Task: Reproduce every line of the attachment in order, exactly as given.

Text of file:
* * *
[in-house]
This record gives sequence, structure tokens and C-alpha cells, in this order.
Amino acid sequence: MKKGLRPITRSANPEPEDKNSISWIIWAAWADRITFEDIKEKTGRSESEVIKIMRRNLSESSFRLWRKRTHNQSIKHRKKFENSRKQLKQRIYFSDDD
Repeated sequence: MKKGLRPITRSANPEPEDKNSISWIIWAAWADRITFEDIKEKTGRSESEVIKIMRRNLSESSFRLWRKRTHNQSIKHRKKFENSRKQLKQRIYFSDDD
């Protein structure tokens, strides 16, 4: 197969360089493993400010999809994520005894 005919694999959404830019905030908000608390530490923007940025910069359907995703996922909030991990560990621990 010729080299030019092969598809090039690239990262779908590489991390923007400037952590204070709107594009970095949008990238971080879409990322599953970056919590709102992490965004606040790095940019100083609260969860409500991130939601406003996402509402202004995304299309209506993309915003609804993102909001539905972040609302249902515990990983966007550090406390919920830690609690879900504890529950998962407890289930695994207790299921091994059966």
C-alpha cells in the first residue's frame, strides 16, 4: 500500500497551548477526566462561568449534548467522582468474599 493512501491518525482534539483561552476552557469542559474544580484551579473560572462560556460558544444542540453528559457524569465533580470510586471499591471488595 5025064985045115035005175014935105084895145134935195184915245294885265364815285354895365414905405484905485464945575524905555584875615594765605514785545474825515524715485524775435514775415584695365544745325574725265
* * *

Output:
[in-house]
This record gives sequence, structure tokens and C-alpha cells, in this order.
Amino acid sequence: MKKGLRPITRSANPEPEDKNSISWIIWAAWADRITFEDIKEKTGRSESEVIKIMRRNLSESSFRLWRKRTHNQSIKHRKKFENSRKQLKQRIYFSDDD
Repeated sequence: MKKGLRPITRSANPEPEDKNSISWIIWAAWADRITFEDIKEKTGRSESEVIKIMRRNLSESSFRLWRKRTHNQSIKHRKKFENSRKQLKQRIYFSDDD
């Protein structure tokens, strides 16, 4: 197969360089493993400010999809994520005894 005919694999959404830019905030908000608390530490923007940025910069359907995703996922909030991990560990621990 010729080299030019092969598809090039690239990262779908590489991390923007400037952590204070709107594009970095949008990238971080879409990322599953970056919590709102992490965004606040790095940019100083609260969860409500991130939601406003996402509402202004995304299309209506993309915003609804993102909001539905972040609302249902515990990983966007550090406390919920830690609690879900504890529950998962407890289930695994207790299921091994059966």
C-alpha cells in the first residue's frame, strides 16, 4: 500500500497551548477526566462561568449534548467522582468474599 493512501491518525482534539483561552476552557469542559474544580484551579473560572462560556460558544444542540453528559457524569465533580470510586471499591471488595 5025064985045115035005175014935105084895145134935195184915245294885265364815285354895365414905405484905485464945575524905555584875615594765605514785545474825515524715485524775435514775415584695365544745325574725265